Coping with Life and Death: Jewish Families in the Twentieth Century

By Peter Y. Medding | Go to book overview

“We Are All One Bereaved Family”:
Personal Loss and Collective Mourning
in Israeli Society

Meira Weiss
(the hebrew university)

On February 4, 1997, a tragic helicopter collision caused the death of seventy-three soldiers on their way to southern Lebanon. A national day of mourning was declared by the government. Politicians, dignitaries and the media reenacted their sad routines. Radio programs featured plaintive Israeli melodies; the national television networks provided wide coverage of the funerals as well as extensive interviews with friends and relatives; newspapers featured photographs and biographies of the fallen soldiers. In short, the media enlisted itself to promote a sense of community, a “we” feeling of being one big, bereaved family. Afew days later, the well-known Israeli sociologist Baruch Kimmerling published an uncommonly sharp critique in the daily Ha'aretẓ Entitled “A Moment of Solidarity, ” it reflected on the collective discourse of bereavement:

It seems that the more divided our society is, the more we need such moments… . The generation that did not experience the magical days of anticipation just prior to the SixDay War, of the lingering national depression of 1973, could now renew (for a little while) the holy days of the “candle children” who appeared—albeit for a short time—after Rabin's assassination…. Not that one should doubt the sincerity of people's feelings. The trauma and mourning are real, even when disseminated by anchorpersons… . In such moments, the voice of reason must remain silent…. When such moments (as this) are to a large extent prescribed from above, by the elites, the public—or parts of it—easily lends itself to be manipulated. 1

This article examines and extends the point made by Kimmerling. It does so by looking at a number of commemorative “moments of solidarity, ” as well as at the actual reactions of bereaved families to the collective ideology of bereavement and commemoration. My point of departure is that these phenomena, in Israel and elsewhere, constitute a powerful social institution, a symbolic space where the public and the private, the military and the civil spheres meet to form “one big family. ” This space, whether occupied by the smallest burial ceremony or the largest war memorial, is therefore traditionally marked by normative control.

Funerals and mourning have traditionally been viewed by anthropologists as universal group mechanisms used by society for the enhancement of solidarity. 2 This per-

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Coping with Life and Death: Jewish Families in the Twentieth Century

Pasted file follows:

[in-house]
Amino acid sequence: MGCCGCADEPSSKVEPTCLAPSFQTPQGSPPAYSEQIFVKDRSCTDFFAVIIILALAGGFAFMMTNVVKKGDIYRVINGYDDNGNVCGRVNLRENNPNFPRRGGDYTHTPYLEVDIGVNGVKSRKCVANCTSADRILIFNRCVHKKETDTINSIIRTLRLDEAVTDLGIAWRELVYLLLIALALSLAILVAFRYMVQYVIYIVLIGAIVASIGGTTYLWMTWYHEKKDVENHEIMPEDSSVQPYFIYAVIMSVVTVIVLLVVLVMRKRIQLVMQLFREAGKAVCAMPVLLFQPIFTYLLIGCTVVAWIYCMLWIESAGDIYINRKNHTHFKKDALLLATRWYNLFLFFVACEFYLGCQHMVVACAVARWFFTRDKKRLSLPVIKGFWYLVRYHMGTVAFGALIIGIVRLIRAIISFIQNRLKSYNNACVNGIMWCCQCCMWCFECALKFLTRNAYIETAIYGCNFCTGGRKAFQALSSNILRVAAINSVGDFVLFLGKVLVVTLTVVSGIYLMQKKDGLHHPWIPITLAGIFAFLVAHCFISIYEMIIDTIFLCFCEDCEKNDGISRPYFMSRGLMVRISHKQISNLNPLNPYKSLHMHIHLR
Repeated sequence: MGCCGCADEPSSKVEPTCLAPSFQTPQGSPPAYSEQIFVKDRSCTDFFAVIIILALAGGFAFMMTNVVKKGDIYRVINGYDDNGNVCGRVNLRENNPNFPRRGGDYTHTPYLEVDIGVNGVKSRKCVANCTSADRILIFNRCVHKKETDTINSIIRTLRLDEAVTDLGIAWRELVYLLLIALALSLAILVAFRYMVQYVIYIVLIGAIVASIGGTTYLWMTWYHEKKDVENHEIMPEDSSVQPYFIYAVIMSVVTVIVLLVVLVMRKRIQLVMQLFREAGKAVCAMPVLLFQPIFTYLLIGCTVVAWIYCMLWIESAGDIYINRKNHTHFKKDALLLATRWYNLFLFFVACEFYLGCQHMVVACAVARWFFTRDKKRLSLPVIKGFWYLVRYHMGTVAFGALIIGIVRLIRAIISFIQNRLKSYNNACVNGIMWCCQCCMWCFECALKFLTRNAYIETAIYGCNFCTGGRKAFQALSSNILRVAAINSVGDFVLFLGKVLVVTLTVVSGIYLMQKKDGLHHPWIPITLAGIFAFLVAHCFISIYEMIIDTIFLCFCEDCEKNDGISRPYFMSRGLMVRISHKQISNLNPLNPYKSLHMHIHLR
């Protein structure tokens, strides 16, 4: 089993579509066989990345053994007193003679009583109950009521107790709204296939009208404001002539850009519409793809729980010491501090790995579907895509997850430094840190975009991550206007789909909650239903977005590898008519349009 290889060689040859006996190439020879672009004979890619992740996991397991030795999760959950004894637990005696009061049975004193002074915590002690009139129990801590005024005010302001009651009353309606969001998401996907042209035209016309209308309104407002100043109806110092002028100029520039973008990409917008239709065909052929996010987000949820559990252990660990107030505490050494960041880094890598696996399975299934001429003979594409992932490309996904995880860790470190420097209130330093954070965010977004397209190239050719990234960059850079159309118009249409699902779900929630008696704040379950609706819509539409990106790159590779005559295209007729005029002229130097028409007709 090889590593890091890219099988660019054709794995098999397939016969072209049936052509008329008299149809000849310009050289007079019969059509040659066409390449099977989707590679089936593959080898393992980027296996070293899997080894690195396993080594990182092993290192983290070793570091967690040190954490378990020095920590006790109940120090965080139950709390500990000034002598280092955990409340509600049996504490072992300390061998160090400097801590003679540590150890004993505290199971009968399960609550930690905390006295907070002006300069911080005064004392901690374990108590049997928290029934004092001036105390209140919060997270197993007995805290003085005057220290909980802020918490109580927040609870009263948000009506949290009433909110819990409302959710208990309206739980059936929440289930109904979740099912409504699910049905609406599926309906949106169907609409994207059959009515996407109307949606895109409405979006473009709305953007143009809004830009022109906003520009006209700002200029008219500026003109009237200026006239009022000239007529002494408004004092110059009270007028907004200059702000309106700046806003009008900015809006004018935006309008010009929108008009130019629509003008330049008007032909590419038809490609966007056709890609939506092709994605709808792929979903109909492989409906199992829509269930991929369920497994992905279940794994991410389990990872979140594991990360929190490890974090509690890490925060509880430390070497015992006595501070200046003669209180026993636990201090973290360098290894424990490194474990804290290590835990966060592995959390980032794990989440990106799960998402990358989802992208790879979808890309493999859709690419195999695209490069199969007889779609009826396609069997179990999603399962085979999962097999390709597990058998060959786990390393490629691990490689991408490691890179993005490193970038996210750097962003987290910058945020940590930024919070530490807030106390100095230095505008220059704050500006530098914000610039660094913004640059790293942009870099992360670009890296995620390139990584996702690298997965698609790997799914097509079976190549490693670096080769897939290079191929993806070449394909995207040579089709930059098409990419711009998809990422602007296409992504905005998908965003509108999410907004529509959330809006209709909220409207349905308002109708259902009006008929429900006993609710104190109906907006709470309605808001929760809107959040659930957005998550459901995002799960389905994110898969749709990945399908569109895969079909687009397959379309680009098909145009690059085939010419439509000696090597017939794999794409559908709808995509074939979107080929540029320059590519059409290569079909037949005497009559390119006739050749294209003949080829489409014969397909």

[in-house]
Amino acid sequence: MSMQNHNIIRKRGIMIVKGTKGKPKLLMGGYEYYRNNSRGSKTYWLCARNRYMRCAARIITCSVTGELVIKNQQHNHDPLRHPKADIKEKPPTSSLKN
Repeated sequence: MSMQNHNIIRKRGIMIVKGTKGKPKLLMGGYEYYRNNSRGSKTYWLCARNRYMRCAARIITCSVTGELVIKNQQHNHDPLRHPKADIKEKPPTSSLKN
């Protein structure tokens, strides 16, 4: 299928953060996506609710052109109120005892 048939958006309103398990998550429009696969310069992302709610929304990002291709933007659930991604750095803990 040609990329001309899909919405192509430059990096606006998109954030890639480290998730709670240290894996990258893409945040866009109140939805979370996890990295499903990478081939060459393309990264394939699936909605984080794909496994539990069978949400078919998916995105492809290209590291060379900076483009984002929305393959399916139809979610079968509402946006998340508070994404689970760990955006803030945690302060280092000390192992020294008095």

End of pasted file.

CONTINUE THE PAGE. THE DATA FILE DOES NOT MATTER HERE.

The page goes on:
Table of contents

Table of contents

  • Title Page *
  • Studies in Contemporary Jewry *
  • Preface vii
  • Contents ix
  • Symposium - Coping with Life and Death: Jewish Families in the Twentieth Century *
  • The Place of Ethnic Identity in the Development of Personal Identity: A Challenge for the Jewish Family 3
  • Notes *
  • Marriage, Americanization and American Jewish Culture, 1900–1920 27
  • Notes *
  • Making Fragmentation Familiar: Barry Levinson's Avalon 49
  • Notes *
  • The Economics of Contemporary American Jewish Family Life 65
  • Notes *
  • Children of Intermarriage: How “jewish”? 81
  • Notes *
  • What Happened to the Extended Jewish Family? Jewish Homes for the Aged in Eastern Europe 128
  • Notes *
  • Cohesion and Rupture: the Jewish Family in East European Ghettos During the Holocaust 143
  • Notes *
  • The “family-Community” Model in Haredi Society 166
  • Notes *
  • We Are All One Bereaved Family: Personal Loss and Collective Mourning in Israeli Society 178
  • Notes *
  • Essays *
  • Evangelists in a Strange Land: American Missionaries in Israel, 1948–1967 195
  • Notes *
  • Balfour's Mission to Palestine: Science, Strategy and Vision in the Inauguration of the Hebrew University 214
  • Notes 228
  • Review Essays *
  • Vichy and the Jews: A Past That is Not Past 235
  • Notes *
  • Mastering the Middle East: Israel in a Regional Context 250
  • Examining the Oslo Process: A First Cut 256
  • Notes *
  • Book Reviews *
  • Antisemitism, Holocaust and Genocide 265
  • Notes *
  • Notes *
  • History and the Social Sciences 281
  • Notes *
  • Notes *
  • Notes *
  • Language, Literature and the Arts 307
  • Notes 309
  • Notes *
  • Religion, Thought and Education 325
  • Notes *
  • Zionism, Israel and the Middle East 339
  • Notes 349
  • Recently Completed Doctoral Dissertations 351
  • Studies in Comtemporary Jewry XV 360
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